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Bunuel Can you please help here? According to my understanding there are two cases in the GMAT: Case 1 :

sqrt[(-5)*(-5)] = -5

Case 2 :

sqrt[(5)*(5)] = 5

Is my understanding correct?

Thanks in advance Ankit

No, it's totally wrong.

When the GMAT provides the square root sign for an even root, such as a square root, fourth root, etc. then the only accepted answer is the positive root. That is:

\(\sqrt{9} = 3\), NOT +3 or -3; \(\sqrt[4]{16} = 2\), NOT +2 or -2;

Notice that in contrast, the equation \(x^2 = 9\) has TWO solutions, +3 and -3. Because \(x^2 = 9\) means that \(x =-\sqrt{9}=-3\) or \(x=\sqrt{9}=3\).

Again, the point here is that since square root function can not give negative result then \(\sqrt{some \ expression}\geq{0}\).

So \(\sqrt{x^2}\geq{0}\). But what does \(\sqrt{x^2}\) equal to?

Let's consider following examples: If \(x=5\) --> \(\sqrt{x^2}=\sqrt{25}=5=x=positive\); If \(x=-5\) --> \(\sqrt{x^2}=\sqrt{25}=5=-x=positive\).

So we got that: \(\sqrt{x^2}=x\), if \(x\geq{0}\); \(\sqrt{x^2}=-x\), if \(x<0\).

What function does exactly the same thing? The absolute value function: \(|x|=x\), if \(x\geq{0}\) and \(|x|=-x\), if \(x<0\). That is why \(\sqrt{x^2}=|x|\).

I'm sorry; I just don't understand the logic behind this. I can arrive at the correct answer by plugging in but I cannot see how the answer is not x - 3 when solving algebraically. Obviously, I'm missing some basic concept. Can you explain? Thanks.

Re: Which of the following is always equal to sqrt(9+x^2-6x)? [#permalink]

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25 Jul 2016, 02:39

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GK_Gmat wrote:

Which of the following is always equal to \(\sqrt{9+x^2-6x}\)?

A. x - 3 B. 3 + x C. |3 - x| D. |3 + x| E. 3 - x

There should be no confusion regarding this question. SQUAREROOT and MODULUS have the same property regarding the polarity of a number. THEY BOTH YIELDS ONLY POSITIVE OUTPUTS.

Q:- what is the surest way to make any value positive. ? A:- Take the modulus of the value |x|

So we know \(\sqrt{9+x^2-6x}\) will gives us ONLY POSITIVE VALUE, Then we should make sure that the option also matches this property. Therefore only |3 - x| and |3+x| are the one that will always give positive value BUT |3+x| is not a root or solution of \(\sqrt{9+x^2-6x}\) So the only option left is |3-x|

ANSWER IS C
_________________

Posting an answer without an explanation is "GOD COMPLEX". The world doesn't need any more gods. Please explain you answers properly. FINAL GOODBYE :- 17th SEPTEMBER 2016. .. 16 March 2017 - I am back but for all purposes please consider me semi-retired.

Which of the following is always equal to sqrt(9+x^2-6x)? [#permalink]

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07 Jul 2017, 21:14

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Madhavi1990 wrote:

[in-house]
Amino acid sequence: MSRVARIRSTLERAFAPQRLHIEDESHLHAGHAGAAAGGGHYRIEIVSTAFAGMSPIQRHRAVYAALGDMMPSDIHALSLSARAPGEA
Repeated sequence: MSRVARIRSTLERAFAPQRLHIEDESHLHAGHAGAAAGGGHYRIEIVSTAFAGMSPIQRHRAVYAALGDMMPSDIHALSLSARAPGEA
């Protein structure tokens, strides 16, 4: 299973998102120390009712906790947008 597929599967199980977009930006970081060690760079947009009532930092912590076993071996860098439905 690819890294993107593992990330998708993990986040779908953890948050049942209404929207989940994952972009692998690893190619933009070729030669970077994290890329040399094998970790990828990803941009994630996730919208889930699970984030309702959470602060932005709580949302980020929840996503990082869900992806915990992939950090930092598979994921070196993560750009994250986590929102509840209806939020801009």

After factorization I got sq root x- 3 ^2 => (x-3) ^2 so x = 3 I tried this algebraically - keeping in mind 'always true'. I would be glad to hear any comments on the same 1) x - 3 = 0 can be 3 => 3 - 3 = or x = 3 but I wasn't sure if this will hold always 2) x = -3 (not correct) 3) |3-x|: 3 - x =0; so x=3 and -3+x=0 so x = 3 (here both negative or positive sign; value remains the same) 4) |3+x| = 0 will not hold 5) 3 - x= 0; so -x = - 3 or x = 3

Now I know, that C will ALWAYS be true. But Why is A, E wrong? They are giving us 3 also Can anyone explain the logic for A, E to be wrong?

You can't equate it to 0 and compute value of x as 3. Anyways A and E are subset of the solution. In case of C it is considering both the solutions which equate to square root expression given in question stem.

So in other words sq rt of (x-3)^2 is +ve or -ve x-3? Sorry, but i don't really get that. I thought when we have a square of a sq rt, the answer is just what's under the sq rt, without any power.

It's not sq rt of 9 to be +-3, it's sq rt of 9^2, which is 9.
Please correct me if i am wrong.

I'm sorry; I just don't understand the logic behind this. I can arrive at the correct answer by plugging in but I cannot see how the answer is not x - 3 when solving algebraically. Obviously, I'm missing some basic concept. Can you explain? Thanks.

by definition |x| = sqrt(x^2)

since |x| have two scenarios -x or x and sqrt(x^2) have the same scenarios -x or x.

I'm sorry; I just don't understand the logic behind this. I can arrive at the correct answer by plugging in but I cannot see how the answer is not x - 3 when solving algebraically. Obviously, I'm missing some basic concept. Can you explain? Thanks.

by definition |x| = sqrt(x^2)

since |x| have two scenarios -x or x and sqrt(x^2) have the same scenarios -x or x.

Whew! Finally it makes sense. Thanks KS.

wait a second: it is true that |x| can have -ve or +ve values i.e. lxl = x or -x.

I'm sorry; I just don't understand the logic behind this. I can arrive at the correct answer by plugging in but I cannot see how the answer is not x - 3 when solving algebraically. Obviously, I'm missing some basic concept. Can you explain? Thanks.

by definition |x| = sqrt(x^2)

since |x| have two scenarios -x or x and sqrt(x^2) have the same scenarios -x or x.

Whew! Finally it makes sense. Thanks KS.

wait a second: it is true that |x| can have -ve or +ve values i.e. lxl = x or -x.

But sqrt(x^2) has only one i.e x not -x.

the unknown x in sqrt(x^2) can be negative - the outcome will be positive ---> sqrt(-2^2) = 2 ---> x=-2

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